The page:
For IT Law, I made case lists and slotted them into essay plans in the form of mind maps, whereas for Corporate Insolvency, I went over the material over and over again by taking notes using the Cornell Method, and then reducing them to a single A4 side for each topic and planning the information around essay plans. For me, engaging with the material in this way meant that I was constantly looking at it and doing something with it rather than passively revising. It also meant it was easier for me to recall the information later on. For an interesting book on how our brain processes information I would recommend How We Learn by Benedict Carey.

For my dissertation, after collecting some readings and ideas, I wrote my first draft by hand and typed it up later, only because I knew that I would find it easier to think and come up with good ideas on paper rather than on my laptop.

3) Review, review, review

I cannot emphasise this enough: continually going over the information in different ways, as tedious as it sounds, definitely helped. I wasn’t passively revising but actively revising and reviewing strategically.

To facilitate in this review process, I collected all of the past papers I could get a hold of and where possible I tried to see what were the common topics and themes that came up year after year. This won’t always apply to all subjects but it definitely helps in narrowing down where you should place your focus. Also for certain subjects there are certain things that are guaranteed to come up in some form: for example, in Contract Law, the formation of a contract or cessation of one will come up at some point; in Trusts, how a trust is formed or what makes a valid trust will probably come up.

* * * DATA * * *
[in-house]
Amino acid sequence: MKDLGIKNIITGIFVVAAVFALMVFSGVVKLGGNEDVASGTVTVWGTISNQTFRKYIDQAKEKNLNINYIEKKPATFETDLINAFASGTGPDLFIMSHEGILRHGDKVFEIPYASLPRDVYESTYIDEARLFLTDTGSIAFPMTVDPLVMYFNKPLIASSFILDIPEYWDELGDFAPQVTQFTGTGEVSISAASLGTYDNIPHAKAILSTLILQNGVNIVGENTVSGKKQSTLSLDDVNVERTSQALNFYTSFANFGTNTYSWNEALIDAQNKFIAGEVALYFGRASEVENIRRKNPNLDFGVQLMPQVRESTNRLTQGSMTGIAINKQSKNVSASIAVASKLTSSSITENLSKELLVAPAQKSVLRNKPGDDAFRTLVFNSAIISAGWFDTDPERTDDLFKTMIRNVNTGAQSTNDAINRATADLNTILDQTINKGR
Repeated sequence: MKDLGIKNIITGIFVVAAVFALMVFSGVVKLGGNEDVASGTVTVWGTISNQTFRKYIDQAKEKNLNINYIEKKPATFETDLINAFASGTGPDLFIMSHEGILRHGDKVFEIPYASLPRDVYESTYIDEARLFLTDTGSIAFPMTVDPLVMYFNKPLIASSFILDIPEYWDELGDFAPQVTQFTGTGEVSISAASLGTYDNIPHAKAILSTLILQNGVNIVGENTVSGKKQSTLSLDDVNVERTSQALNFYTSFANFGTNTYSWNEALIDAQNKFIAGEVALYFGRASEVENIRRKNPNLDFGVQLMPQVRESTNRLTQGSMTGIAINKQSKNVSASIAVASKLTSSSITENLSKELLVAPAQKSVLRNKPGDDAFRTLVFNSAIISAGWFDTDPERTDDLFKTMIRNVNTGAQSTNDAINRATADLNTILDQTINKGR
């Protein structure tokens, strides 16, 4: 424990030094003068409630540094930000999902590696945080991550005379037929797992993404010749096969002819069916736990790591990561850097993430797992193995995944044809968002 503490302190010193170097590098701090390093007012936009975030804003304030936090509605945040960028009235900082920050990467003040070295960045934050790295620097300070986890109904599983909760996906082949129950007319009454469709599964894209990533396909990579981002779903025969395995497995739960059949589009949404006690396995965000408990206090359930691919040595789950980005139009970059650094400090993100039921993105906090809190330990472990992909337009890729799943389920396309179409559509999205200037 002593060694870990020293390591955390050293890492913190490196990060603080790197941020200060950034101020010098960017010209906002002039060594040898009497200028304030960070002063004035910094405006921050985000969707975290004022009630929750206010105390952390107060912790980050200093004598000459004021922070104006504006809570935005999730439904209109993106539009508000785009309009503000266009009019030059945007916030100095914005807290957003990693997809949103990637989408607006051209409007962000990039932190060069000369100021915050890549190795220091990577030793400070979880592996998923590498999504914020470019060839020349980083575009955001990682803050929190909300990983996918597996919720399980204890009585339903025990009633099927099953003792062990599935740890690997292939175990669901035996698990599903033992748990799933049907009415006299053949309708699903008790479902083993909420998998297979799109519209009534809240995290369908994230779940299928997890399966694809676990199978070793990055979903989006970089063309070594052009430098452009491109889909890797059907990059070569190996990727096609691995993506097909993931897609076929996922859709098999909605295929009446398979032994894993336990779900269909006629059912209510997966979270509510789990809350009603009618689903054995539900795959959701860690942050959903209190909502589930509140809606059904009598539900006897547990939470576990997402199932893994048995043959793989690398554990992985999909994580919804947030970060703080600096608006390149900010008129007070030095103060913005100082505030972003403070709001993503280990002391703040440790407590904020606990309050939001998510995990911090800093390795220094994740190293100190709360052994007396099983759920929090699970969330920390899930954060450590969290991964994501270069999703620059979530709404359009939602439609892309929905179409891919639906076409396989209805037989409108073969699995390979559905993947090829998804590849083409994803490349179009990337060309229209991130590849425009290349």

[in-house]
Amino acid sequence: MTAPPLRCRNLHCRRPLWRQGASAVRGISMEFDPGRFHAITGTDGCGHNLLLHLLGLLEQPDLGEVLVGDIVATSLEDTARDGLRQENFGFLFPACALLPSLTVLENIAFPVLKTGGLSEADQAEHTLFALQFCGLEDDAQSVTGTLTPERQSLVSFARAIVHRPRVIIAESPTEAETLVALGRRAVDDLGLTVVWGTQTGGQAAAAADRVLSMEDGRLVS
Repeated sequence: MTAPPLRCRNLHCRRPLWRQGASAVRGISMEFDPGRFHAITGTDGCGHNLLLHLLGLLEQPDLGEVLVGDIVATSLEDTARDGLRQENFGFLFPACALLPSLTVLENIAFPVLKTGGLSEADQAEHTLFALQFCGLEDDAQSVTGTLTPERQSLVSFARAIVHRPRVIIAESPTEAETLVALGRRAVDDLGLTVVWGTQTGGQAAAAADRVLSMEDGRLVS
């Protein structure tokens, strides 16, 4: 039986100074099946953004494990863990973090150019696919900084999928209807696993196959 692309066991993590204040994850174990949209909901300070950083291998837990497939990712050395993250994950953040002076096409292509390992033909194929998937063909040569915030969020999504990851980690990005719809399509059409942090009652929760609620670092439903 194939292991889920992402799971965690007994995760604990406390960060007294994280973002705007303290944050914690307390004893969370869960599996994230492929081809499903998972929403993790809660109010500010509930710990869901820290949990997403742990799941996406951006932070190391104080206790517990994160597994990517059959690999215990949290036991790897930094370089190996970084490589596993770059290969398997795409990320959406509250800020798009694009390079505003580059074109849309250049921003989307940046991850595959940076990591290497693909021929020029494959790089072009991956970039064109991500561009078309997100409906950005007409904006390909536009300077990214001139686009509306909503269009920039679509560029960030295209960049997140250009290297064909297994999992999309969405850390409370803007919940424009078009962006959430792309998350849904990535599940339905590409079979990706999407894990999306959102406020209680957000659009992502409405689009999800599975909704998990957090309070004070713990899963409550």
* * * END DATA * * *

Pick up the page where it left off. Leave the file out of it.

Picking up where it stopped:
Using the past papers, I would do mind maps in the structure of an essay plan and try and fit in the new information that I had learnt to various topics in order to see the bigger picture.

Before the exam

When you don’t have time always remember that you do have tactics. Although I had tried my best to keep a balanced revision timetable my final exam was difficult to prepare for as my focus had been elsewhere leading up to it. In the six days that I had left (luckily there was that gap), I employed a more condensed version of my revision methods.  At this point I had already gone through an initial review and condensing process earlier on and continued with practising answering old questions.

In short

    • Look after yourself
    • Make a plan and stick to it
    • Be realistic with what you can and can’t do
    • Be consistent

A final point to make here is that don’t compare yourself to others. In law school especially, it can be hard not to compare and feel inadequate but, trust me, we all feel inadequate at some point and we all struggle and if anyone says otherwise, they are lying (yes even that person who comes to lectures in suits and has read all the material struggles at some point too)! In short, create an approach that works for you and, as cheesy as it sounds, as long as you know that you did your best for you, it will be easier to handle.